Moshe Feiglin
Moshe Feiglin Yonatan Sindel/Flash 90

The race for the 22nd Knesset remains tight, a new poll shows, with the right-wing and left-wing blocs essentially tied.

According to the new poll, which was conducted by Midgam and published by Channel 12 Thursday evening, if new elections were held today, the Likud would narrowly edge out the center-left Blue and White party by a margin of one seat, 31 to 30. The results represent a one-seat gain for the Likud, while the Blue and White party remain unchanged.

The right-wing – religious bloc would also narrowly defeat the left-wing – Arab bloc with 56 seats to 54 seats, not including 10 seats for the Yisrael Beytenu party, which has vowed to block the formation of a narrow rightist government.

The Yamina party, a joint list of the National Union, Jewish Home, and New Right factions, would win 10 seats if new elections were held today, one down from the previous Midgam poll released last Friday.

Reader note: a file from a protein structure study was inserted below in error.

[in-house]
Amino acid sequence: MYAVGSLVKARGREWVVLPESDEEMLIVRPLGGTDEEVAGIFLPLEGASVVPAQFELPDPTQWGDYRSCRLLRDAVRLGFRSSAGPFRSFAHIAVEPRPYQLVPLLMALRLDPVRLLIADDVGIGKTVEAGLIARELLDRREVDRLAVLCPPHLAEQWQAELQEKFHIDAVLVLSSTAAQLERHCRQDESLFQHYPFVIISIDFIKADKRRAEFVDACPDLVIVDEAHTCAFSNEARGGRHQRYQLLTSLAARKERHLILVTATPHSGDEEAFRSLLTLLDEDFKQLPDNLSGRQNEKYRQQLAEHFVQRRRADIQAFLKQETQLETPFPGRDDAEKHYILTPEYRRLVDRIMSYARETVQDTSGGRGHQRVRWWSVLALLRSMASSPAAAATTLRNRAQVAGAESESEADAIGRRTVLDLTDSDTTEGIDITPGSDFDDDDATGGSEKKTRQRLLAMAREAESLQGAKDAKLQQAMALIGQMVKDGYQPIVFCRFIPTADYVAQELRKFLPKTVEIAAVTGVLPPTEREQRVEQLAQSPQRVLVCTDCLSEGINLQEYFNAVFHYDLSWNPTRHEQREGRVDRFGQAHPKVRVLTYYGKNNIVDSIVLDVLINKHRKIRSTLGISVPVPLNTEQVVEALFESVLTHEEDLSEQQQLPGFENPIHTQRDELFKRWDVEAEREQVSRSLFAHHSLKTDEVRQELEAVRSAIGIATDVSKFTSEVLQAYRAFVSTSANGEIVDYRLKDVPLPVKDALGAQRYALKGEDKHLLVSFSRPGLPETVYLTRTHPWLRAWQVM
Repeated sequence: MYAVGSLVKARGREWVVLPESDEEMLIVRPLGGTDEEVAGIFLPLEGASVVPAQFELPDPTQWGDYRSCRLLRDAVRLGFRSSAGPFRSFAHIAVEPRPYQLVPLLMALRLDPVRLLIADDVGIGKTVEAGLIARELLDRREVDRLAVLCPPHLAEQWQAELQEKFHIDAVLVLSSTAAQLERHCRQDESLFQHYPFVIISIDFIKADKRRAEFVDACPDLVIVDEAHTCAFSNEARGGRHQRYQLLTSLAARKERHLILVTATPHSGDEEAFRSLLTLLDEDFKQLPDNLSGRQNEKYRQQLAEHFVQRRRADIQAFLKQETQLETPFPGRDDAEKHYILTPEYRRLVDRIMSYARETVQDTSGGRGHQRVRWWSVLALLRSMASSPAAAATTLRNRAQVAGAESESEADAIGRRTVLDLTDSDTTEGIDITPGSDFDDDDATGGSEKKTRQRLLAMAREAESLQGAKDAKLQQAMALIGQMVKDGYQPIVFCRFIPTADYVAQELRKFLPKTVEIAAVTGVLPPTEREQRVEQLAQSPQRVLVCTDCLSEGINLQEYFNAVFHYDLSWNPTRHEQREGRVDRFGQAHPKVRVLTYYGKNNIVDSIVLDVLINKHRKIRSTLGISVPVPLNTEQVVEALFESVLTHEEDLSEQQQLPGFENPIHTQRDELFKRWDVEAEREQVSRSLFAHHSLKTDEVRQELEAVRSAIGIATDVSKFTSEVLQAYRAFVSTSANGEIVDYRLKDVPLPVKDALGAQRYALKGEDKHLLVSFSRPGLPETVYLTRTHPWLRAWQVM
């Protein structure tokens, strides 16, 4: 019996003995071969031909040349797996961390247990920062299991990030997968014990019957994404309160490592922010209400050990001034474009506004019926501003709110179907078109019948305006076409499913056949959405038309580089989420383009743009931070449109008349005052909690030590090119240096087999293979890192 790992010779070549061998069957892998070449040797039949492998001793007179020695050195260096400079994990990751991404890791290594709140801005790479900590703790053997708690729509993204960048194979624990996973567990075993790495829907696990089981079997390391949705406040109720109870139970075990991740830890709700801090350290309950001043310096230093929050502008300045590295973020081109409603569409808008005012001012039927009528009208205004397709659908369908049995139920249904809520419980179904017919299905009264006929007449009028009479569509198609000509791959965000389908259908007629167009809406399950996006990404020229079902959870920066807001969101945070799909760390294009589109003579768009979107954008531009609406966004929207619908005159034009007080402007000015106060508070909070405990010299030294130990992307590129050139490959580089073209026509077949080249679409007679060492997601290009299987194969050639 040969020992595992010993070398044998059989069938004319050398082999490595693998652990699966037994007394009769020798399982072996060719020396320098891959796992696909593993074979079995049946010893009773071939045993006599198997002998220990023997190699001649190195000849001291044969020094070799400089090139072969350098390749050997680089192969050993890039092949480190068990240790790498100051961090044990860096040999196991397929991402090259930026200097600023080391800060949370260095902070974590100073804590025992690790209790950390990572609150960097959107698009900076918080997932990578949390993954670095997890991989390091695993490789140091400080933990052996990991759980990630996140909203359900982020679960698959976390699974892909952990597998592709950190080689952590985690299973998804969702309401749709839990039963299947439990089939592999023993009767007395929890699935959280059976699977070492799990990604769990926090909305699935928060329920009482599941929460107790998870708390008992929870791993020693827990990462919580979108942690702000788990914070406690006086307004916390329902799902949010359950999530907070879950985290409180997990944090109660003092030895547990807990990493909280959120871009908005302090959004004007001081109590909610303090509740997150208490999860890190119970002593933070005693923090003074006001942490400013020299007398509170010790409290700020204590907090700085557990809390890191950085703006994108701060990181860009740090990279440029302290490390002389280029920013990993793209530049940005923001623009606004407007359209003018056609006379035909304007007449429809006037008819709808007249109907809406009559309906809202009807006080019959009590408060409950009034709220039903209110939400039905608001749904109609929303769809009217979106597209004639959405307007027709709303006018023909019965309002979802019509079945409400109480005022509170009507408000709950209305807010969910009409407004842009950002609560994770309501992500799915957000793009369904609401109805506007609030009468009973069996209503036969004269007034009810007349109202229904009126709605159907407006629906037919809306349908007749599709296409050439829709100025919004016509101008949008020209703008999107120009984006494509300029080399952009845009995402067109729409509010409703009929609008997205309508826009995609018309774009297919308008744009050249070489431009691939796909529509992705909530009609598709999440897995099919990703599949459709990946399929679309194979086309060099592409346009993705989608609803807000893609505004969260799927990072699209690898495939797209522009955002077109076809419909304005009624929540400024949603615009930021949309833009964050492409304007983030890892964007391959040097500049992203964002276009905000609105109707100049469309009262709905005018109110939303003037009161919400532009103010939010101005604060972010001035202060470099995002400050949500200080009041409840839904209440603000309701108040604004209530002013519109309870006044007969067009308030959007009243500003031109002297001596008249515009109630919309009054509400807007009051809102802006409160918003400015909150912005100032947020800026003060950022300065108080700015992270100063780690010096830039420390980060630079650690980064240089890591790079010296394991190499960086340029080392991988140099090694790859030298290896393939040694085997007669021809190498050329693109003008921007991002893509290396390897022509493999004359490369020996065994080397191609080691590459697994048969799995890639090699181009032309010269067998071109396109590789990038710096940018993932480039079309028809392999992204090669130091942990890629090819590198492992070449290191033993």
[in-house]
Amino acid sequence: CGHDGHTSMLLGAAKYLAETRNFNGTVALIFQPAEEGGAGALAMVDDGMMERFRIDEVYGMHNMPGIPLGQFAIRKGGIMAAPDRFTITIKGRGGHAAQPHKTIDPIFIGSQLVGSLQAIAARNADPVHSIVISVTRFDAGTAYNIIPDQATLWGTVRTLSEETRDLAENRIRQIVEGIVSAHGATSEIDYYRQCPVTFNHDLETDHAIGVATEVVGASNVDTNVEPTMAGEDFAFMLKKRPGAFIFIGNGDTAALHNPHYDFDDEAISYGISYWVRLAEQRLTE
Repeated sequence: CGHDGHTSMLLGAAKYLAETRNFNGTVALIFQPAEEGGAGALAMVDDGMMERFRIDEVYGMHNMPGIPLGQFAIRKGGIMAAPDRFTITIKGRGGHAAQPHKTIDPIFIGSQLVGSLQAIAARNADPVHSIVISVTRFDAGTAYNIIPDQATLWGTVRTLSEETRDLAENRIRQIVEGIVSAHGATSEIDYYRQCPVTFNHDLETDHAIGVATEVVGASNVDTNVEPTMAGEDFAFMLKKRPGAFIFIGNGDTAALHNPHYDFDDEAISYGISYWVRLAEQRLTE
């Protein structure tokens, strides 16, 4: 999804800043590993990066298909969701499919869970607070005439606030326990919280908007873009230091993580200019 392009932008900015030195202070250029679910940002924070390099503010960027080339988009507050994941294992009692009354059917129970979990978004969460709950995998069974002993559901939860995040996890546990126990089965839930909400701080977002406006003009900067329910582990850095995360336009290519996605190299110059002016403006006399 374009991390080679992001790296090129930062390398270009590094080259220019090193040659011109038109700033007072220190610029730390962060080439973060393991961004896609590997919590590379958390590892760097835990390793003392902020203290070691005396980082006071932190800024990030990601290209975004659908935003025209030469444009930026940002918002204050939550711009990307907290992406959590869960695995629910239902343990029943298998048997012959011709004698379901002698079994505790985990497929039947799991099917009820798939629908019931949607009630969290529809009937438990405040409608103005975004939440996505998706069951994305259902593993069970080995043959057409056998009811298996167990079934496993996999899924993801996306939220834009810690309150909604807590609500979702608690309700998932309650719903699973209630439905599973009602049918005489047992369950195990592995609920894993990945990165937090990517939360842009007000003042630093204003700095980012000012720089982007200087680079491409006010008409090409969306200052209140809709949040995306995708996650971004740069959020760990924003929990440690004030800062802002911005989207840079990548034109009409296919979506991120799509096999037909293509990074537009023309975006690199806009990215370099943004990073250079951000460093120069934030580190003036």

Shas and United Torah Judaism received seven and eight seats respectively, the same number they were projected to win in the previous Midgam poll.

The Arab Joint List party fell by one seat from last week’s poll, from 11 seats to 10, while the Labor-Gesher alliance rose one seat, from six to seven seats. The Democratic Union, which includes the Meretz party and Israel Democratic Party, held steady at seven seats.

Otzma Yehudit and Zehut both failed to clear the 3.25% electoral threshold in the poll, with 1.8% and 1.2% respectively. That represents a decrease compared to last week, when Otzma was projected to receive 1.9% and Zehut 2.3%.

The poll, which was conducted on Wednesday and Thursday, prior to the announcement of a deal between Likud and Zehut for the latter to drop out of the race, also found that without Zehut in the election, the results would be essentially unchanged.

The seat allocation would remain identical to a scenario in which Zehut did run, and Otzma Yehudit – which has hoped to benefit from Zehut’s departure from the race – increased its vote total by just one-tenth of a percent, from 1.8% to 1.9%.